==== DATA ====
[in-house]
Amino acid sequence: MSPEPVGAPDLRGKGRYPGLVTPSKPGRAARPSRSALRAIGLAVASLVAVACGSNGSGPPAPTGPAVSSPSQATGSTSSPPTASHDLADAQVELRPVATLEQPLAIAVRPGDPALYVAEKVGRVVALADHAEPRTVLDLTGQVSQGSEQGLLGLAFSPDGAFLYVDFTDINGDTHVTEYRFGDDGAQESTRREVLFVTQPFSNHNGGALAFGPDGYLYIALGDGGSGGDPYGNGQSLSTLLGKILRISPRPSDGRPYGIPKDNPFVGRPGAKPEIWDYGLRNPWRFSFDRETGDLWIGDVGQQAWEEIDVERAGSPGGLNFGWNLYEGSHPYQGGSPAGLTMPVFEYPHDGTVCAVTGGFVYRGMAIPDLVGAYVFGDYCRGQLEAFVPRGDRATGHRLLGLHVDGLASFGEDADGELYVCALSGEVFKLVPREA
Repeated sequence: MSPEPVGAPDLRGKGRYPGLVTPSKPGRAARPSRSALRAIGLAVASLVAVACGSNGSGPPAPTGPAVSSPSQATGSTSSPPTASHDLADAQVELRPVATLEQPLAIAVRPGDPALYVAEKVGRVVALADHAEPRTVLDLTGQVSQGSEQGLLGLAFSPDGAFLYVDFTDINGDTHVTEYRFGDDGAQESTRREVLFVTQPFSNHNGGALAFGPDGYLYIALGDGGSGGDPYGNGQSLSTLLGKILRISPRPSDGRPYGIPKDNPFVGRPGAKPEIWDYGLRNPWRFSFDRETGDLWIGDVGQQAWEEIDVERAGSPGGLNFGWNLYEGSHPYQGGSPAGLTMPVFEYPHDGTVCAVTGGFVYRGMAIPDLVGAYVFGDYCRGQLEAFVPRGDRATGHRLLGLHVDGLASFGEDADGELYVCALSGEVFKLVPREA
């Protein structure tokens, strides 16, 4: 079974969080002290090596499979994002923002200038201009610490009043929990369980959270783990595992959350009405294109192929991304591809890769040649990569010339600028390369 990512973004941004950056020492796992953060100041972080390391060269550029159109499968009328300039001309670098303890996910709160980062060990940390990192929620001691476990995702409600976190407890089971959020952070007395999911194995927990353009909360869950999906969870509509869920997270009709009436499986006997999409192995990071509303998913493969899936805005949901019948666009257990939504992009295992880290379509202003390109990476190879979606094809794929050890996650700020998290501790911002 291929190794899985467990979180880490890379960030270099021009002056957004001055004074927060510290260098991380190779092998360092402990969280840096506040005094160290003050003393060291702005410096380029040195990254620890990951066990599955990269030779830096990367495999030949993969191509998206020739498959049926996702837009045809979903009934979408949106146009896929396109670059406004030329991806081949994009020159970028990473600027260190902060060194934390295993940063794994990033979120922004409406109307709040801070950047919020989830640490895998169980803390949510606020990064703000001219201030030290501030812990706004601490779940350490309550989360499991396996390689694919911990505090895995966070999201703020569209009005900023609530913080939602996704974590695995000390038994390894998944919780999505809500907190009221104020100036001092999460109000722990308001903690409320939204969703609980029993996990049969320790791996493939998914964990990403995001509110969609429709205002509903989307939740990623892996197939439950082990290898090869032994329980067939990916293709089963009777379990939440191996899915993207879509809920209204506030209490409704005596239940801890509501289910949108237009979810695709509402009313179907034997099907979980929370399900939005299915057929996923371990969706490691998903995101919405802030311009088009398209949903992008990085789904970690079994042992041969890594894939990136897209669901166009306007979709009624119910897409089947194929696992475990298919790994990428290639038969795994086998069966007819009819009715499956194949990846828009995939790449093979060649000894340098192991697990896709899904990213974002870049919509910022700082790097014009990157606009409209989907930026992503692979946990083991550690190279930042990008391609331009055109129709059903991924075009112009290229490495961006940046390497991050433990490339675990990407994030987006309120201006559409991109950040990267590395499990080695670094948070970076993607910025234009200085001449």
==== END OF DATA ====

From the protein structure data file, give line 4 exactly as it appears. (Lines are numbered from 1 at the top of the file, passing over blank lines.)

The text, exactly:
């Protein structure tokens, strides 16, 4: 079974969080002290090596499979994002923002200038201009610490009043929990369980959270783990595992959350009405294109192929991304591809890769040649990569010339600028390369 990512973004941004950056020492796992953060100041972080390391060269550029159109499968009328300039001309670098303890996910709160980062060990940390990192929620001691476990995702409600976190407890089971959020952070007395999911194995927990353009909360869950999906969870509509869920997270009709009436499986006997999409192995990071509303998913493969899936805005949901019948666009257990939504992009295992880290379509202003390109990476190879979606094809794929050890996650700020998290501790911002 291929190794899985467990979180880490890379960030270099021009002056957004001055004074927060510290260098991380190779092998360092402990969280840096506040005094160290003050003393060291702005410096380029040195990254620890990951066990599955990269030779830096990367495999030949993969191509998206020739498959049926996702837009045809979903009934979408949106146009896929396109670059406004030329991806081949994009020159970028990473600027260190902060060194934390295993940063794994990033979120922004409406109307709040801070950047919020989830640490895998169980803390949510606020990064703000001219201030030290501030812990706004601490779940350490309550989360499991396996390689694919911990505090895995966070999201703020569209009005900023609530913080939602996704974590695995000390038994390894998944919780999505809500907190009221104020100036001092999460109000722990308001903690409320939204969703609980029993996990049969320790791996493939998914964990990403995001509110969609429709205002509903989307939740990623892996197939439950082990290898090869032994329980067939990916293709089963009777379990939440191996899915993207879509809920209204506030209490409704005596239940801890509501289910949108237009979810695709509402009313179907034997099907979980929370399900939005299915057929996923371990969706490691998903995101919405802030311009088009398209949903992008990085789904970690079994042992041969890594894939990136897209669901166009306007979709009624119910897409089947194929696992475990298919790994990428290639038969795994086998069966007819009819009715499956194949990846828009995939790449093979060649000894340098192991697990896709899904990213974002870049919509910022700082790097014009990157606009409209989907930026992503692979946990083991550690190279930042990008391609331009055109129709059903991924075009112009290229490495961006940046390497991050433990490339675990990407994030987006309120201006559409991109950040990267590395499990080695670094948070970076993607910025234009200085001449």